Do you have acid reflux/heartburn, allergies, bloating, constipation, diarrhea, weight gain or trouble losing weight, suffer from an autoimmune disease, struggle with fibromyalgia, have recurring headaches or have bad skin? Very often your gut is at the root of your chronic symptoms.
Eating healthy foods is the right place to start, but many people eat all the “right” foods and still have digestive and other health problems. The best diet in the world won’t help if you aren’t digesting properly. You must be able to digest foods; break them down into tiny particles; absorb the food; assimilate nutrients and calories into the cells where they can be used; and eliminate waste products through the kidneys, bowels, lymph system and skin. Health can and does break down at any of these phases.
Diet, nutritional supplements and lifestyle modifications can heal and rebalance your GI tract to change the way you feel for the rest of your life.
The following are common issues that lead to gastrointestinal disturbances and contribute to your ills.
Leaky gut syndrome is really a nickname for the more formal term increased intestinal permeability, which underlies an enormous variety of illnesses and symptoms. It is one of the major factors linked to food intolerance. It’s a symptom of inflammation and imbalance that has many causes. The most common are chronic stress, dysbiosis, environmental contaminants, gastrointestinal disease, immune overload, overuse of alcohol, poor food choices, prolonged use of NSAIDs, and presence of pathogenic bacteria, parasites and yeasts.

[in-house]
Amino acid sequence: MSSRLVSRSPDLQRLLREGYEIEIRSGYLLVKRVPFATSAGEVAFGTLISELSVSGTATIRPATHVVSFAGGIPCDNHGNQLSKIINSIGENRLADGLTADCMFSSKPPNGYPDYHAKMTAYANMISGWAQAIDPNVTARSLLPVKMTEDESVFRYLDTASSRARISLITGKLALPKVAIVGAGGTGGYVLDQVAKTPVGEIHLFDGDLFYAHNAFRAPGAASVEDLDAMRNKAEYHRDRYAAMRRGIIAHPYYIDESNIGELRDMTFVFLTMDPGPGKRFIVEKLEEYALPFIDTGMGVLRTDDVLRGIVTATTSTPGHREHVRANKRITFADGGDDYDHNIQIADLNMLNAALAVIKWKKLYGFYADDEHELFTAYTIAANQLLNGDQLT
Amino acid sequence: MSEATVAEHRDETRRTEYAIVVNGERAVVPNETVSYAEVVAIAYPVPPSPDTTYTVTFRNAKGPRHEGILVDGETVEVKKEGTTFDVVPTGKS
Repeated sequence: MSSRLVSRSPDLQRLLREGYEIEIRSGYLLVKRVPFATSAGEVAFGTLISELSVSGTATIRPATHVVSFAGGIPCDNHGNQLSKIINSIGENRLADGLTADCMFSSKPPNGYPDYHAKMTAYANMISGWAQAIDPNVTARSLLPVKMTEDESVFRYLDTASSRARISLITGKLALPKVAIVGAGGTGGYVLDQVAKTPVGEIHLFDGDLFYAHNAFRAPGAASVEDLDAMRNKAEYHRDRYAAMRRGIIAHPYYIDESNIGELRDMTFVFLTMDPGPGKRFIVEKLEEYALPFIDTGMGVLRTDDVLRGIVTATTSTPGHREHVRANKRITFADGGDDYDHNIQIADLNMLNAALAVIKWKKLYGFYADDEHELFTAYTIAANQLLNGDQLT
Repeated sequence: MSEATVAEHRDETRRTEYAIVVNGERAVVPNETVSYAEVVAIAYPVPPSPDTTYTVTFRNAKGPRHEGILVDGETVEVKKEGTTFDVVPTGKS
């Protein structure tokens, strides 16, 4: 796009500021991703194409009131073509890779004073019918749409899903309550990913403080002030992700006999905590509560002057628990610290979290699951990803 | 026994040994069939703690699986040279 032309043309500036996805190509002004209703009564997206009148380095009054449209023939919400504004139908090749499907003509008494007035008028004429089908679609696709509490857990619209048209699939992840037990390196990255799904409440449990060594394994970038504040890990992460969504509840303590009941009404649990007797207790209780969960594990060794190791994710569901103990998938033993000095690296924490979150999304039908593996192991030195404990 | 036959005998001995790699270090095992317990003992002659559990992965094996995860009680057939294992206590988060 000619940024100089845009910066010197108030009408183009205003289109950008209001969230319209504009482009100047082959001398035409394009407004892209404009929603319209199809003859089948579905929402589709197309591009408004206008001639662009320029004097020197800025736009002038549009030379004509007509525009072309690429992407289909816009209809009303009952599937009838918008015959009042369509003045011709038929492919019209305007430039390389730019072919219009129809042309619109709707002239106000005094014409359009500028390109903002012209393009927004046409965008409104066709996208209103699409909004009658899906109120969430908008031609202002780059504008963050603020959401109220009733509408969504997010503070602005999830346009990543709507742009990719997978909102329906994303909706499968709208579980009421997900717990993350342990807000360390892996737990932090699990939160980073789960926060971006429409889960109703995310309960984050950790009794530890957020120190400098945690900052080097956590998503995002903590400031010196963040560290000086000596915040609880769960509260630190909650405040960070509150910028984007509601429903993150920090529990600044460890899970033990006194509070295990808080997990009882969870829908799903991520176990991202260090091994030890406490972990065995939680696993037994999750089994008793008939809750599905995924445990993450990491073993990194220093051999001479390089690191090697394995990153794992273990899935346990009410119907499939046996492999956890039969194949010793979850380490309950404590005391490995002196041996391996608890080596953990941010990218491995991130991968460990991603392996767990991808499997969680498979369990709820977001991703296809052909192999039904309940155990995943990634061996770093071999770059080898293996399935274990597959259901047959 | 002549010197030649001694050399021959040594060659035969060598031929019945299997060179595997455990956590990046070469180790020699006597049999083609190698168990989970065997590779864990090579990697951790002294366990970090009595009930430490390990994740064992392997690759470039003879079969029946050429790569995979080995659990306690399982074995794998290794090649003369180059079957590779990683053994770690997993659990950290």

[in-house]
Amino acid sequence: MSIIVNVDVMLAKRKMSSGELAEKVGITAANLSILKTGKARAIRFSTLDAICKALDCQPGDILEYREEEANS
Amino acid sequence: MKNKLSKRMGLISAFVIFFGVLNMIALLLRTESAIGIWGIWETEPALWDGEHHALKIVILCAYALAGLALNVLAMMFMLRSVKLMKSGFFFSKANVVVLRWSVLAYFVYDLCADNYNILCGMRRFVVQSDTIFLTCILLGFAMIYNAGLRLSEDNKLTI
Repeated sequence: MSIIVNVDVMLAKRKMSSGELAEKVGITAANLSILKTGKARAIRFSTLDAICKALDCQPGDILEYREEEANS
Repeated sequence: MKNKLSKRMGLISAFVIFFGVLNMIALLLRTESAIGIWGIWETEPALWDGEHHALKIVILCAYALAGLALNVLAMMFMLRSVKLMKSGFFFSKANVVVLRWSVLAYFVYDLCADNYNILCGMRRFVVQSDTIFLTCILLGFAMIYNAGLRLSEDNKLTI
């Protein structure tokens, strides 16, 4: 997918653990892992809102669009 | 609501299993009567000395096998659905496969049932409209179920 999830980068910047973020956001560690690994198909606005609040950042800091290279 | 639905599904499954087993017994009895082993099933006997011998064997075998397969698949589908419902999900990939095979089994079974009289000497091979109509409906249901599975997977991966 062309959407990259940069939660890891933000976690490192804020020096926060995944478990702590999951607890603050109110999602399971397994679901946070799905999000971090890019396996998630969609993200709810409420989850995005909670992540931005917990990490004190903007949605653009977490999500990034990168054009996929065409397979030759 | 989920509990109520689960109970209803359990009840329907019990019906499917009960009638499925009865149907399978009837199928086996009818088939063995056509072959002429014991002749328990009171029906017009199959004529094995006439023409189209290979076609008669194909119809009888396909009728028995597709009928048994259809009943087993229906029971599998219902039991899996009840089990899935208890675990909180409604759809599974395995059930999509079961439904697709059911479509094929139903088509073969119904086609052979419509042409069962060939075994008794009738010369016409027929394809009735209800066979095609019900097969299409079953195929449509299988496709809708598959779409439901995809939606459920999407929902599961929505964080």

This is not a condition to leave untreated. When the GI tract is irritated or inflamed, it allows particles of food to pass straight through the intestinal membrane. The food substances are seen by our immune system as foreign and stimulates an antibody reaction. As the intestinal lining continues to get damaged, substances larger than particle size—disease-causing bacteria, fungi, potentially toxic molecules—can also make their way directly into your bloodstream. Inflammation can also prevent small nutrients and food molecules from passing into the gut, and is a primary cause of malabsorption.
If your immune system is working on your leaky gut, then it loses its ability to help defend your body in other important ways. Leaky gut syndrome is associated with many medical problems: allergies, celiac disease, cirrhosis, Crohn’s disease, asthma, bronchitis, eczema, psoriasis, Reiter’s syndrome, rheumatoid arthritis, Sjogren’s syndrome, and skin irritations.
I can test for leaky gut through a comprehensive stool analysis and/or test for food sensitivities. Be informed, have functional lab tests done.
Gastroesophageal reflux disease (GERD), also known as heartburn (some people refer to it as acid reflux), is caused by stomach acid backing up into your esophagus. Most people think they have too much acid in their stomach, but the real issue is that the acid is in the wrong place. Stress, foods, over-the-counter and prescription drugs, and lifestyle can all play a role in acquiring this condition and enabling it to linger indefinitely. That’s why we see as many as 44 percent of us suffering from heartburn on a monthly basis.